The Viral Factor is a 2012 Hong Kong action film and another notch on director Dante Lam’s belt and stars The Green Hornet’s Jay Chou. On a mission to protect a scientist who has stolen a copy of the smallpox virus, Sean (Andy On) betrays his team of police officers in order to get the virus so he can mutate it into a biological weapon, develop a vaccine and sell it to a corrupt pharmaceutical company. The failed mission leaves Wan Fei (Jay Chou) injured and his girlfriend (Bai Bing) dead. With two weeks to live, he decides to spend his remaining days with his mother (Elaine Jin) who tells him that he has a long lost brother, Wan Yang (Nicholas Tse) whom she left behind with his father Wan Fei decides to track Wan Yang down in Malaysia but upon arrival, he discovers that Wan Yang has become a wanted felon and is part of the plot orchestrated by Sean.
Pretty much two-thirds of the movie is set in and around the streets of Kuala Lumpur, and is crafted as an electrifying action thriller with nerve-racking tension. The plot can ultimately be as cliché as plenty other action thrillers you have seen before but fortunately, the movie still projects a moving story that discusses about the rivalry and the family-bond of the estranged brothers. But, do not fret, there is action to be had! Fiery blasts from genuine military weaponry and army tanks in Jordan and in Kuala Lumpur you will be amazed by vehicles hurtling down from roof tops, cars crashing into monsoon drains and busy shopping centers.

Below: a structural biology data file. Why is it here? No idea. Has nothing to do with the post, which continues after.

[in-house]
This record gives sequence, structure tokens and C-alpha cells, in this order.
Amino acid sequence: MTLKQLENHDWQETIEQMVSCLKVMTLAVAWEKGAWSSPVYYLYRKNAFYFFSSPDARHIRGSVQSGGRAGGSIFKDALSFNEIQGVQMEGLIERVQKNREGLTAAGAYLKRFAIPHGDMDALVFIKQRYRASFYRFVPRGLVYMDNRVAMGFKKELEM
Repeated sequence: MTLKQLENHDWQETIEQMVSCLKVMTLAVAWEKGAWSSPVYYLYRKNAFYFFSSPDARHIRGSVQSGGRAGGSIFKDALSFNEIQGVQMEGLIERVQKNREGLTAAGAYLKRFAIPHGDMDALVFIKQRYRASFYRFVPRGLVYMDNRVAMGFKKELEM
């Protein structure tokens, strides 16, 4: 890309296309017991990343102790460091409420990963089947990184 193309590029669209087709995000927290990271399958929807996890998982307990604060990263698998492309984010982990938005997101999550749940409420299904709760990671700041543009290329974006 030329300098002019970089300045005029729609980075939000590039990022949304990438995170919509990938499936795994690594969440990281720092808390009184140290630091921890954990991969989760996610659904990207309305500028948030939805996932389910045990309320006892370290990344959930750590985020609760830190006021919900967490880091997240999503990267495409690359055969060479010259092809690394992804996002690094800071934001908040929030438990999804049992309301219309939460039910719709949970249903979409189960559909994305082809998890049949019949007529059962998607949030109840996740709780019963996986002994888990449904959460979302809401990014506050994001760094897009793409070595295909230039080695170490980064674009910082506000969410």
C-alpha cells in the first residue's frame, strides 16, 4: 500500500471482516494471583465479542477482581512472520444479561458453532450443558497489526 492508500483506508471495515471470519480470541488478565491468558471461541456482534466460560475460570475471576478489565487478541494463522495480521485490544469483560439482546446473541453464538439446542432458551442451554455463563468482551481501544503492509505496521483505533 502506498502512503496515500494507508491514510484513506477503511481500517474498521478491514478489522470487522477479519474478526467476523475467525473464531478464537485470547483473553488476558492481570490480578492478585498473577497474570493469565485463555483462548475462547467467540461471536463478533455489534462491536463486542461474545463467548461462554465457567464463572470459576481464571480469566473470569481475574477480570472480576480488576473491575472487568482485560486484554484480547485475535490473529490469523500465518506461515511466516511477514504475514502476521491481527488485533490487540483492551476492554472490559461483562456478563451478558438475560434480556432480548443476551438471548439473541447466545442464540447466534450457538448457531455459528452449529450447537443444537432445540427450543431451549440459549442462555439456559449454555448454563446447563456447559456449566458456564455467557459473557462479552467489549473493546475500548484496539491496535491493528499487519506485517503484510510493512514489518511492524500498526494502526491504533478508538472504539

Like I said, every scene has something blowing up, or someone shooting someone else. In one scene, both Jay Chou and Nicolas Tse’s characters were having a nice brotherly chat when the police interrupts them. With guns flaring and blaring. It’s a messy but exciting movie. The leads Jay Chou & Nicholas Tse, have done a fantastic job and quite possibly have produced their best work yet. But although steeped in show-offy camera work and offbeat bursts of emotion — the roguishly effective Nicholas Tse, as the criminal sibling Chou’s character never knew he had, breaks down in tears not once but twice. Nicholas Tse in my book has grown to be in a different league compared to his “Dragon Tiger Gate” days and character.
Although scaled to match the kind of adrenaline spectacles produced by Hollywood, Lam is clearly working a John Woo vibe here of operatically staged action laced with pumped-up personal stakes. Overall, this is one movie you do not want to miss if you are a fan of things blowing up. In general, the dynamic sound effects keep the viewer perpetually on edge although the story-line was a bit overwrought. The Viral Factor is one the Chinese action movies that deserves to be seen on the big screen.